Tony Awards. Both the movie and the play are based on E.L. Doctorow's
1975 novel of the same title.
* 1998 - Johnathon Schaech played Houdini in the TNT original movie
Houdini. The film co-starred Stacy Edwards as Bess and Mark Ruffalo as
his brother, Dash (aka Theo. Hardeen). The TV movie first aired on
December 6, 1998.
* 1999 - Novelist Norman Mailer played Houdini in the highly
experimental film Cremaster 2, which told the story of murderer Gary
Gilmore, who, in real life, claimed to be related to Houdini.
* 2001 - Houdini appears as a character in Glen David Gold's bestselling
novel Carter Beats The Devil.
* 2001 - The Houdini Seance is mounted as a theatrical piece in Chicago
by Neil Tobin and becomes an annual Halloween event at Excalibur
* 2002 - The United States Postal Service issued a postage stamp with a
replica of Houdini's favorite publicity poster on July 3, 2002.
* Penn and Teller make references to Houdini in their show Bullshit!.
They are doing some of the same things that Houdini did: magic tricks
and debunking claims of the supernatural.
* There is a Houdini Museum in Scranton, Pennsylvania. It claims to be
the only building in the world entirely dedicated to Houdini and is run
by magicians Dick Brooks and Dorothy Dietrich. The museum also holds an
annual Houdini séance.
* While touring in the United States, Houdini met Joe Keaton and his
family vaudeville act. It's said that after Joe's young son fell down a
flight of stairs unscathed, Houdini remarked, "Your kid is quite the
buster" (buster being a stage name for a fall) and gave a name to comedy
legend Buster Keaton (the kid).
* 2007 - Houdini - The Musical, a theatrical production based on the
life of Houdini, premiered at The Playhouse, Weston-super-Mare before
going on tour across the United Kingdom. The show features many of
Houdini's famous acts, including the Chinese Water Torture Cell.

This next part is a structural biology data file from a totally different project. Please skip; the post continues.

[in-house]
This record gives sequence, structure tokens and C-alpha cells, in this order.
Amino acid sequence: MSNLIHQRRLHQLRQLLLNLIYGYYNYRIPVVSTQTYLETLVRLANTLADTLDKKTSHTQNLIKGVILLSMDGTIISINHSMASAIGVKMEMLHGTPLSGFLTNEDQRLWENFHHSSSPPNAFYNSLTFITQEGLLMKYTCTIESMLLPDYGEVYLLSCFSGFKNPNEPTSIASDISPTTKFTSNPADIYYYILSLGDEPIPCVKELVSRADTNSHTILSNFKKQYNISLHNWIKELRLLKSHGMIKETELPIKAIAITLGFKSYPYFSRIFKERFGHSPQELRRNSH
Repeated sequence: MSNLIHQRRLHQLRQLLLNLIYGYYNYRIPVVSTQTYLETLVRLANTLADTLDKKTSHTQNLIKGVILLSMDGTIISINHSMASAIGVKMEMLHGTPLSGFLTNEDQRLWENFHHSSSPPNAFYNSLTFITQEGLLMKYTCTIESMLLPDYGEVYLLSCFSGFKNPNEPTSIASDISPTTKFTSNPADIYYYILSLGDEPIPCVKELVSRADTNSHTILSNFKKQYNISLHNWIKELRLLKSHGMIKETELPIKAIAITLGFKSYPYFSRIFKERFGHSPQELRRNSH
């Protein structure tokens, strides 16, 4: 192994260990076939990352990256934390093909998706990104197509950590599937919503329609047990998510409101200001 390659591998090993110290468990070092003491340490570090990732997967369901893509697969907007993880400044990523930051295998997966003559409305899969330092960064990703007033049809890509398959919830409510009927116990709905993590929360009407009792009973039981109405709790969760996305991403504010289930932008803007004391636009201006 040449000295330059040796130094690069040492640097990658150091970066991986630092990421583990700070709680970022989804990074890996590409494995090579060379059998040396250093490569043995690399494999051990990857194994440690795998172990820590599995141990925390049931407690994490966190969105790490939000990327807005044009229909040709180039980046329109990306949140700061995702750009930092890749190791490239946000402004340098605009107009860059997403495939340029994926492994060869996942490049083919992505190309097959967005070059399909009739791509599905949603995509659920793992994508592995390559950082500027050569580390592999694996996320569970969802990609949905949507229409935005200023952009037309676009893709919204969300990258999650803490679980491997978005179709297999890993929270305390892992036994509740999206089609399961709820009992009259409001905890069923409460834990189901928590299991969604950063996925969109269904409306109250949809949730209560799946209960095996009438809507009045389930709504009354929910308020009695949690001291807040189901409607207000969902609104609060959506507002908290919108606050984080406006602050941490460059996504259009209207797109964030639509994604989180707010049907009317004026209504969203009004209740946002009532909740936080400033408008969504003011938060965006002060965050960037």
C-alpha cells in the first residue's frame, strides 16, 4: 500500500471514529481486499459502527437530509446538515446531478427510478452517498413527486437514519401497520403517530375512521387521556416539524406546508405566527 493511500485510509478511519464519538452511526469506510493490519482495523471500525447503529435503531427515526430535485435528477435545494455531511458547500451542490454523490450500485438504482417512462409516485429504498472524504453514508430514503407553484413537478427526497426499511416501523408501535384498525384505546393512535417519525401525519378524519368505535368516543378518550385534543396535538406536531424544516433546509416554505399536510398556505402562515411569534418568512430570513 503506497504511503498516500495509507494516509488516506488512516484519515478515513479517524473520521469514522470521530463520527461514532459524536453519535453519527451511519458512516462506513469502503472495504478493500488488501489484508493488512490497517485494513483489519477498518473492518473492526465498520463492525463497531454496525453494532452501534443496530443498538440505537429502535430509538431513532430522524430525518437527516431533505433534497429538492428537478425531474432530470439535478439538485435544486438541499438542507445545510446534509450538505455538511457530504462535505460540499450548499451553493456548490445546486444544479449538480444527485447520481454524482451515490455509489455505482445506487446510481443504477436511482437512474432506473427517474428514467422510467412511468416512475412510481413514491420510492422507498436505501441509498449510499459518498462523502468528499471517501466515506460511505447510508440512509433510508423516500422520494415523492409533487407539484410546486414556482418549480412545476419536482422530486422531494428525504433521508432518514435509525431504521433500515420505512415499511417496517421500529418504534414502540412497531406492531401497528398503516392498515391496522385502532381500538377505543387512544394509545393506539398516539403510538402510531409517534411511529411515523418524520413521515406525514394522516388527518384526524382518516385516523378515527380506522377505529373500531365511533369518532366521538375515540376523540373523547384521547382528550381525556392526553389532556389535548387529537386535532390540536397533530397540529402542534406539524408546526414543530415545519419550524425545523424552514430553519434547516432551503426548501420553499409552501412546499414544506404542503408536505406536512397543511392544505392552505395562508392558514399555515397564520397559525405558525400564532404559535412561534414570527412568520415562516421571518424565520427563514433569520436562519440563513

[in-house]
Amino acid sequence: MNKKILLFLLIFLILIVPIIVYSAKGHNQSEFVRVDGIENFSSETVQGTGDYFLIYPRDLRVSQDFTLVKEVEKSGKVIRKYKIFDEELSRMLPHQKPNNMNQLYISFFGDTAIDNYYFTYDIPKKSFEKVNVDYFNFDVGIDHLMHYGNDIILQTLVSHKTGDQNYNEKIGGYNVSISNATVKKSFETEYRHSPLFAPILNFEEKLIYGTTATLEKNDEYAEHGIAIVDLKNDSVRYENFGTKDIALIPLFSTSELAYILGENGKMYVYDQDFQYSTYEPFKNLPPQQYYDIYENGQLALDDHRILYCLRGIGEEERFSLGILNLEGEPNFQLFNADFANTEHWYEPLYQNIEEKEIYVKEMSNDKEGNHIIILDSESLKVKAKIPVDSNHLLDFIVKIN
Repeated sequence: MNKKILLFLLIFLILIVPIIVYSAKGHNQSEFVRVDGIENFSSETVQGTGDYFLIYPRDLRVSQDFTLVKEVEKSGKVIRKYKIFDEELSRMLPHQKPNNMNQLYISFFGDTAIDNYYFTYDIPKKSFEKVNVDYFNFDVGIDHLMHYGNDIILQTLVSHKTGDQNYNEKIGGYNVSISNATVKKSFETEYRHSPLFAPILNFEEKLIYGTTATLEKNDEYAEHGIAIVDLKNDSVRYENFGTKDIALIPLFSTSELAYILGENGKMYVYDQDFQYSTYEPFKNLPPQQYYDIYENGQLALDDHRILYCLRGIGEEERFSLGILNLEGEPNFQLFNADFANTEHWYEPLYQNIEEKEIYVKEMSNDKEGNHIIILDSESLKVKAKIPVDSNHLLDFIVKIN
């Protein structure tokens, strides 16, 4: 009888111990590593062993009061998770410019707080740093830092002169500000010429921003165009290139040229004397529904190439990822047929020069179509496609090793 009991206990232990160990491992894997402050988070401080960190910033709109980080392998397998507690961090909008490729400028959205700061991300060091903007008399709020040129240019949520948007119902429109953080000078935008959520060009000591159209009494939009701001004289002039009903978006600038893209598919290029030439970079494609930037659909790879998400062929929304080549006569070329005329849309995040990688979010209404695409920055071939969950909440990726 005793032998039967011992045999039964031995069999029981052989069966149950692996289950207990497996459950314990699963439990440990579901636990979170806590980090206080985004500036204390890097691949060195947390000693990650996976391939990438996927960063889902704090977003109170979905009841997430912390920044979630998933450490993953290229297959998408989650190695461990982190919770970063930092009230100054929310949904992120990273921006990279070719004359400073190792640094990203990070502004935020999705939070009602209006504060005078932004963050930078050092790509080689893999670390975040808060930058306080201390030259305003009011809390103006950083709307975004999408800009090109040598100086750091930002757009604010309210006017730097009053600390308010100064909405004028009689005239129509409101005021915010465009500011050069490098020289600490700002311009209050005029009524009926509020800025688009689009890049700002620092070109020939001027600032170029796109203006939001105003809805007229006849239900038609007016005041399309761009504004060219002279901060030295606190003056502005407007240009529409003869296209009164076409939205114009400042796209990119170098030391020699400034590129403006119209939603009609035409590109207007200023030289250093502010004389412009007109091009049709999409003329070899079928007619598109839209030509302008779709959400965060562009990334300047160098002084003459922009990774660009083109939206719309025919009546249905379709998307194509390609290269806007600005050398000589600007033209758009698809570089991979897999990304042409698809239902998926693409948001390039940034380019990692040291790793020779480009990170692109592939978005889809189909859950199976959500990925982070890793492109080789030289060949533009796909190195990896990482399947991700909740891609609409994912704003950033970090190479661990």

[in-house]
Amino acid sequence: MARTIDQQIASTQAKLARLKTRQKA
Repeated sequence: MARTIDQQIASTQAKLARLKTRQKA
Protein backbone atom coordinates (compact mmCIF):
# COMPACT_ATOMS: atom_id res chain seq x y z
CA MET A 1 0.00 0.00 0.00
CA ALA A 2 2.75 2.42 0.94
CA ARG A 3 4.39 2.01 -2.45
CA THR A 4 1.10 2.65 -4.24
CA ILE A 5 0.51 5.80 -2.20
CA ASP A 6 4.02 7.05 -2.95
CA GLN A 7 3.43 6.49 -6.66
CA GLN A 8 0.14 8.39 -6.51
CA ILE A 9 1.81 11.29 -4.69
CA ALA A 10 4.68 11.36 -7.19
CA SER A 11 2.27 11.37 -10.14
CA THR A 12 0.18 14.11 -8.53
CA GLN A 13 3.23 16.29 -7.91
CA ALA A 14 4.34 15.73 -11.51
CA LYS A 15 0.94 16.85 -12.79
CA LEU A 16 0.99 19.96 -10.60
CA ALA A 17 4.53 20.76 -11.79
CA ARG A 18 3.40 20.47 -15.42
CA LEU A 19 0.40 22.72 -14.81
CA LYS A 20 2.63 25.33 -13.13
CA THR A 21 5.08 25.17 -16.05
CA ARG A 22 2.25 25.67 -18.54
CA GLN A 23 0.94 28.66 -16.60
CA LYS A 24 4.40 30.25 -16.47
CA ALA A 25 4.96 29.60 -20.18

* 2007 - A movie, Death Defying Acts, starring Guy Pearce and Catherine
Zeta Jones was made which is based on Houdini's life.
* 2008 - Stone Temple Pilots would reunite for the first time at his
estate in Hollywood
Houdini published numerous books during his career (some of which were
written by his good friend Walter Brown Gibson, the creator of The
* The Right Way to Do Wrong (1906)
* Handcuff Secrets (1907)
* The Unmasking of Robert Houdin (1908)
* Magical Rope Ties and Escapes (1920)
* Miracle Mongers and their Methods (1920)
* Houdini's Paper Magic (1921)
* A Magician Among the Spirits (1924)
* Under the Pyramids (1924) with H. P. Lovecraft.
* Brandon, Ruth. The Life and Many Deaths of Harry Houdini (Seeker &
Warburg, Ltd. GB, 1993) ISBN 081297042X; ISBN 978-0812970425 (USA
edition): ISBN 0-679-42437-7 ISBN 978-0-679-42437-6.
* Henning, Doug with Charles Reynolds. Houdini: His Legend and His Magic
(Times Books, NY, 1978). ISBN 0446873284; ISBN 978-0446873284.
* Christopher, Milbourne. Houdini: The Untold Story (Thomas Y. Crowell
Co, 1969). ISBN 0891909818; ISBN 978-0891909811; ISBN 069040431X; ISBN
* Fleischman, Sid. Escape! The Story of The Great Houdini, (Greenwillow